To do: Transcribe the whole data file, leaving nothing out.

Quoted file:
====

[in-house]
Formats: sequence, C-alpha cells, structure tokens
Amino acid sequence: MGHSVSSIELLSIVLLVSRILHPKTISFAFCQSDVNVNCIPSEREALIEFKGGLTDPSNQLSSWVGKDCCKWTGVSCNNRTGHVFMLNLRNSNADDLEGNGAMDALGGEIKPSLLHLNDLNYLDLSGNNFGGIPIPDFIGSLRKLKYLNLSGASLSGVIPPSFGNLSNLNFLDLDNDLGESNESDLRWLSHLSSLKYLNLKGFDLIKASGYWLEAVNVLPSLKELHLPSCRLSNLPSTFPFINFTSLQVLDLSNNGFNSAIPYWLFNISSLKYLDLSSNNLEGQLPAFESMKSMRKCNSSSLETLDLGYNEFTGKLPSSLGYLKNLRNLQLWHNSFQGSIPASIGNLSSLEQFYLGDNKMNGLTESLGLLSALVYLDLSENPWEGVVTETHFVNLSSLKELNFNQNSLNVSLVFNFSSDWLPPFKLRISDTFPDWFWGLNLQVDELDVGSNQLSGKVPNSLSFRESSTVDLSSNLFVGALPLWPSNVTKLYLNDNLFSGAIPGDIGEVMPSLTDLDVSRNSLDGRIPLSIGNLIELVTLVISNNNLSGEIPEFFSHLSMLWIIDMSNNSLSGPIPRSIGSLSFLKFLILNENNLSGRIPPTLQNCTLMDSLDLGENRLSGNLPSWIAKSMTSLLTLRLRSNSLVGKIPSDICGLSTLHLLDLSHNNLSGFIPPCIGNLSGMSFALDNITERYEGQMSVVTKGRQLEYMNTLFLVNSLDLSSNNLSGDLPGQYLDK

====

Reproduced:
[in-house]
Formats: sequence, C-alpha cells, structure tokens
Amino acid sequence: MGHSVSSIELLSIVLLVSRILHPKTISFAFCQSDVNVNCIPSEREALIEFKGGLTDPSNQLSSWVGKDCCKWTGVSCNNRTGHVFMLNLRNSNADDLEGNGAMDALGGEIKPSLLHLNDLNYLDLSGNNFGGIPIPDFIGSLRKLKYLNLSGASLSGVIPPSFGNLSNLNFLDLDNDLGESNESDLRWLSHLSSLKYLNLKGFDLIKASGYWLEAVNVLPSLKELHLPSCRLSNLPSTFPFINFTSLQVLDLSNNGFNSAIPYWLFNISSLKYLDLSSNNLEGQLPAFESMKSMRKCNSSSLETLDLGYNEFTGKLPSSLGYLKNLRNLQLWHNSFQGSIPASIGNLSSLEQFYLGDNKMNGLTESLGLLSALVYLDLSENPWEGVVTETHFVNLSSLKELNFNQNSLNVSLVFNFSSDWLPPFKLRISDTFPDWFWGLNLQVDELDVGSNQLSGKVPNSLSFRESSTVDLSSNLFVGALPLWPSNVTKLYLNDNLFSGAIPGDIGEVMPSLTDLDVSRNSLDGRIPLSIGNLIELVTLVISNNNLSGEIPEFFSHLSMLWIIDMSNNSLSGPIPRSIGSLSFLKFLILNENNLSGRIPPTLQNCTLMDSLDLGENRLSGNLPSWIAKSMTSLLTLRLRSNSLVGKIPSDICGLSTLHLLDLSHNNLSGFIPPCIGNLSGMSFALDNITERYEGQMSVVTKGRQLEYMNTLFLVNSLDLSSNNLSGDLPGQYLDK